That’s not to say that I don’t think Jodie can’t do the job. Quite frankly, I am unfamiliar with her as an actress (or actor, depending on your level of Political Correctness). It’s just that having the Doctor regenerate from male to female takes the program and lore in a direction I am not particularly interested in seeing. When Doctor Who went off the air in 1989, and was effectively killed off by the BBC at the time, I was upset at the loss of such a novel and entertaining science fiction program. As campy and low budget as it was, that was all what made it charming and entertaining. When a potential return was in the works with the 1996 one-off special, I had high hopes to be able to see the return of this fascinating character. However, it was another decade until that return was finally realized. However, the show had undergone such a change that it was no longer the show that I grew to love and look forward to as a boy. I think this decision by the show’s producers only cements that fact.
A lot of people happy to see the change have said “It’s about time” and that the show was long past due for a change like this – having had a white male in the lead for over 50 years. I have to take exception to that. Now, I am all for diversity and equal rights, and all that, and am glad to finally see a lot of things that were considered taboo or abnormal decades ago is seen as the normal course of human evolution now. But why in the hell should I have to feel ashamed for being a white male human being, or for enjoying something in which a white male human being is the main attraction, so to speak. Can someone please tell me why I am wrong for being comfortable and proud that I am a white male human being who is trying to make a living in this world and being the best person, best husband, and best father that he can be as a white male?
There is absolutely nothing wrong with having a white male in the lead role of the Doctor. That is who the Doctor is and was. Why is that such a wrong thing? Just like James Bond is a white male womanizing spy, just like Luke Skywalker is a white male farmboy with special powers, just like James T. Kirk is a white male captain of a starship. That’s who these characters are, why should they be any different? These characters and their respective stories are popular because of who they are. I fell in love with Doctor Who because of who the Doctor was and how the events of the show surrounded him. Even during the series return, I have watched a few episodes of the various incarnations of the Doctor, and while I don’t necessarily find the show interesting any more, I was still captivated by the character of the Doctor. All this decision speaks to me is about change just for the sake of change, and that just bothers me greatly. Sometimes change isn't needed.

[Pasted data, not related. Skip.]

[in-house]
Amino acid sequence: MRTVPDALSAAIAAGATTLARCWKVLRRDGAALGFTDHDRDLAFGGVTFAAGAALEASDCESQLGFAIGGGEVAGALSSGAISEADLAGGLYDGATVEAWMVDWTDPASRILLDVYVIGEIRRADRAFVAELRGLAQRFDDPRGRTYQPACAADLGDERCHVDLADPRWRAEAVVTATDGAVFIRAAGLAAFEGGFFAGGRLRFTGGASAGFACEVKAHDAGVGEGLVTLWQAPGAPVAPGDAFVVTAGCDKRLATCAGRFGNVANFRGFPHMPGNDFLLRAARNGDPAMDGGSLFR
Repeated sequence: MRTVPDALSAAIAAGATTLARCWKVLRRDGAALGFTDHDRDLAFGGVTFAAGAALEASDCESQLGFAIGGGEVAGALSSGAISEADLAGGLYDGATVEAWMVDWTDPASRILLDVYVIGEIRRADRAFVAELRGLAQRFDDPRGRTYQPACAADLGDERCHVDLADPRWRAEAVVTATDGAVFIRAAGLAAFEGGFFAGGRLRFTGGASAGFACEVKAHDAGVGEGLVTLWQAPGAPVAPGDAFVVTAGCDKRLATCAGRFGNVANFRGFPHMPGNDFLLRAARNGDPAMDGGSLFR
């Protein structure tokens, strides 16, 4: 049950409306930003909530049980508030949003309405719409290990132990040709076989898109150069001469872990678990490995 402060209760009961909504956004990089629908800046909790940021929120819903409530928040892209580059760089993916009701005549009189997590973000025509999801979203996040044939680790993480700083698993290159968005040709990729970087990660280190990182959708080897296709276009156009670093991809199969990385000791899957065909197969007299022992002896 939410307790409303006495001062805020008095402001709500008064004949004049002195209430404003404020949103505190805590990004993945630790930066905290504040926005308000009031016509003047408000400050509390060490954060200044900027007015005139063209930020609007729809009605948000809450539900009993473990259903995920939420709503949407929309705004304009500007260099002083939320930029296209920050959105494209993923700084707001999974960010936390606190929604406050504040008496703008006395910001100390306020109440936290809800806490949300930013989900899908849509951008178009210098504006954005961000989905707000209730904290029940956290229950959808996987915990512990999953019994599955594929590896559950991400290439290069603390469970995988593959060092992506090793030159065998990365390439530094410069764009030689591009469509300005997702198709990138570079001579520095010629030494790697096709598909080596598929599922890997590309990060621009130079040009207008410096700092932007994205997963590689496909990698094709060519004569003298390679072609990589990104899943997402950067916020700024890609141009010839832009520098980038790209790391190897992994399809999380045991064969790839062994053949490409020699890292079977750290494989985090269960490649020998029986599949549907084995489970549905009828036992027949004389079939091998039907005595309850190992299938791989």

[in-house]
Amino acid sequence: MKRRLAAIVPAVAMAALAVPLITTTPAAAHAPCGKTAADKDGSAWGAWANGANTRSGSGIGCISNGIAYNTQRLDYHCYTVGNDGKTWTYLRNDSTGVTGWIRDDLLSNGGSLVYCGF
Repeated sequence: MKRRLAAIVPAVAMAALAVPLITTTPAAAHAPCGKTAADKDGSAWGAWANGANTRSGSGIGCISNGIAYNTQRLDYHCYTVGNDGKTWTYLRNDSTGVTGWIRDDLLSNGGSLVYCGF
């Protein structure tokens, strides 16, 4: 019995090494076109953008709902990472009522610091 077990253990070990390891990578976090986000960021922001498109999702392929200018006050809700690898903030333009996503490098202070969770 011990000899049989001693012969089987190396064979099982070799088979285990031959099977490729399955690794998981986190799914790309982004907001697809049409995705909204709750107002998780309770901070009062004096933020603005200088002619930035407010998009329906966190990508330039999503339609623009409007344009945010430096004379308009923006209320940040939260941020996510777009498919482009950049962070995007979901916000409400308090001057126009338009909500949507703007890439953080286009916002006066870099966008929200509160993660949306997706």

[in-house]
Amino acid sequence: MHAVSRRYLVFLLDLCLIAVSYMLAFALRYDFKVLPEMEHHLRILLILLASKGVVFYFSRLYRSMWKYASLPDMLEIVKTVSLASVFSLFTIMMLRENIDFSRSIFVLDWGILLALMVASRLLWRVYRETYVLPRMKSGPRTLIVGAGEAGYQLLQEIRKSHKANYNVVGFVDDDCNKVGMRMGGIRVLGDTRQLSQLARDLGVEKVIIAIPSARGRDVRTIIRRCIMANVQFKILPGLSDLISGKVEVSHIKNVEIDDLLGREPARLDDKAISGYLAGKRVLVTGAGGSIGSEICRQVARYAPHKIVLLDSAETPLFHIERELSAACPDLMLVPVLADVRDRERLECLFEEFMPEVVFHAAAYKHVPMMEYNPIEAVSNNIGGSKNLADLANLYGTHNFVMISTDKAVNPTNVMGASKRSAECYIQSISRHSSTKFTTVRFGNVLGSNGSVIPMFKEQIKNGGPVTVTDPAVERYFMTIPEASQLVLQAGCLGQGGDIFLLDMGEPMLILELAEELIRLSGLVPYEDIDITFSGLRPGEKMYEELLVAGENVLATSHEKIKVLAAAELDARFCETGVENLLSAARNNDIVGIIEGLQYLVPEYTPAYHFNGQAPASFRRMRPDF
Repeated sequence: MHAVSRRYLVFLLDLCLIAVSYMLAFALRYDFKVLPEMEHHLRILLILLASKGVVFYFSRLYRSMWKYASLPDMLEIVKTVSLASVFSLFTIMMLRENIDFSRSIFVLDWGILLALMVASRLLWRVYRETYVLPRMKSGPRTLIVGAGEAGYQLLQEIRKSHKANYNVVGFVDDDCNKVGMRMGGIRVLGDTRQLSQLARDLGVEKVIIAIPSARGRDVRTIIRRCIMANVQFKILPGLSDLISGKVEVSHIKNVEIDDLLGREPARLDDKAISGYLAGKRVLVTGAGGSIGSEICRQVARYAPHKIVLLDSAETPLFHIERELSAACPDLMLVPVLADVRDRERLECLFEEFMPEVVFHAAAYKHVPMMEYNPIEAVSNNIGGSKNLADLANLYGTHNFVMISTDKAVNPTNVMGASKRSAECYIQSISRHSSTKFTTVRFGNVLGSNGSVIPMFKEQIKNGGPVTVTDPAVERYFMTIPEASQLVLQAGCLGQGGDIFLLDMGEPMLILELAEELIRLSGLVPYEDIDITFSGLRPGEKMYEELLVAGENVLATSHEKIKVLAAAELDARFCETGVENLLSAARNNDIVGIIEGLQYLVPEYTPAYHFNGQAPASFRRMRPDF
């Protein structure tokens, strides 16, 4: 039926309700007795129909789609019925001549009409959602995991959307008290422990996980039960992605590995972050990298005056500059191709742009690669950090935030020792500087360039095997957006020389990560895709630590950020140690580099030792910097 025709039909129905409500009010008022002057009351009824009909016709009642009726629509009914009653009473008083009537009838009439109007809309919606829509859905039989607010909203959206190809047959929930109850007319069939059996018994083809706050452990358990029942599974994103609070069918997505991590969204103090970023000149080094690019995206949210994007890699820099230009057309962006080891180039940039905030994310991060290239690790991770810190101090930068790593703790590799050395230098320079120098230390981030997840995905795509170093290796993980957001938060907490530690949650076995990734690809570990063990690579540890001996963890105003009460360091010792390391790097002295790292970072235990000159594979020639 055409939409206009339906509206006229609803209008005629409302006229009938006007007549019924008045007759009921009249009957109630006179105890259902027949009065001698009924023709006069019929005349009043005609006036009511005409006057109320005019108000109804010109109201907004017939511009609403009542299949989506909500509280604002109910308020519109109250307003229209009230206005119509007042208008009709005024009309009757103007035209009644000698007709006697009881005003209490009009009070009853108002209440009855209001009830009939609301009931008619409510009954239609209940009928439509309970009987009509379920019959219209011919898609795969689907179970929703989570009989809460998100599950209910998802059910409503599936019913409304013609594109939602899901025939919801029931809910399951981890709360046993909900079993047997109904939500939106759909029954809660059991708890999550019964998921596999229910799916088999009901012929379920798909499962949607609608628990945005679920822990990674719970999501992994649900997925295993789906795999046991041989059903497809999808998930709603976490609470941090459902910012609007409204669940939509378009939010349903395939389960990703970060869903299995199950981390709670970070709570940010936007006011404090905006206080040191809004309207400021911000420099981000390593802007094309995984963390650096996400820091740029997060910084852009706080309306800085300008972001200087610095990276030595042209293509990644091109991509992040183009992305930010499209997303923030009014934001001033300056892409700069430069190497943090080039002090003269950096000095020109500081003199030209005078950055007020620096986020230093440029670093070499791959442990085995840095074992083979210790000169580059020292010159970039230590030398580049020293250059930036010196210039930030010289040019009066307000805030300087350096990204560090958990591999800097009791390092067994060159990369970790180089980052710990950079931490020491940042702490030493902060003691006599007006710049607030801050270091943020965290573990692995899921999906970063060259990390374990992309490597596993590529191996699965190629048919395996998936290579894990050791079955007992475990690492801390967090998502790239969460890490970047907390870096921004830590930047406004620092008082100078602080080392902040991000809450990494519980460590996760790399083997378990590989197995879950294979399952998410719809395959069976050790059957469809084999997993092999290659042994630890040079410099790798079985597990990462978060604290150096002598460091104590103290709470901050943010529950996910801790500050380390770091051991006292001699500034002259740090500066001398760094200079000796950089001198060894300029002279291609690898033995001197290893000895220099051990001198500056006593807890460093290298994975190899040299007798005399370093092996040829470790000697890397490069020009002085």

At the end of the day, I would be a lot more interested in seeing the return of Romana as a character, and letting a spin-off show run with her as the lead. Again for those unfamiliar, Romana is a Time Lord (specifically Time Lady as established in the lore), who travelled with the 4th Doctor for a period of time and regenerated once during the show’s run (one of those unfortunate things that happened during that time to make her more of a typical damsel in distress companion). If anything is long past due for the show’s history, it’s to bring back that character and actually flesh her out more in her own series. That would get me back into the world of the Time Lords more than anything else.
Nope, I am sorry for all those out there who find this to be a fantastic decision. I find it to be complete crap. Call me a dinosaur as Peter called himself in his comments, but (shock of shocks) sometimes changes don’t need to be made and change for the sake of change is not always a good thing. I wish Jodie all the best of luck in the role, and I am sure the program will win over a whole new generation of fans for doing this, but this decision just makes me glad that I was never able to recapture my interest in the show when it returned almost a decade ago. And that makes me sad.
If there was one thing I have always looked forward to, more so than new Star Wars movies (awesome sauce!) and Star Trek movies (the reboots being utter crap), I think that the return of Doctor Who has been one of the biggest things I have ever desired in my life. I think out of those big three, the Doctor had the most influence on me growing up, even more so than my desire to be a Jedi, even if I didn’t realize it. I think I just found the Doctor to be more human and more relatable than anything else. And it makes me sad that I lost that influential character 28 years ago,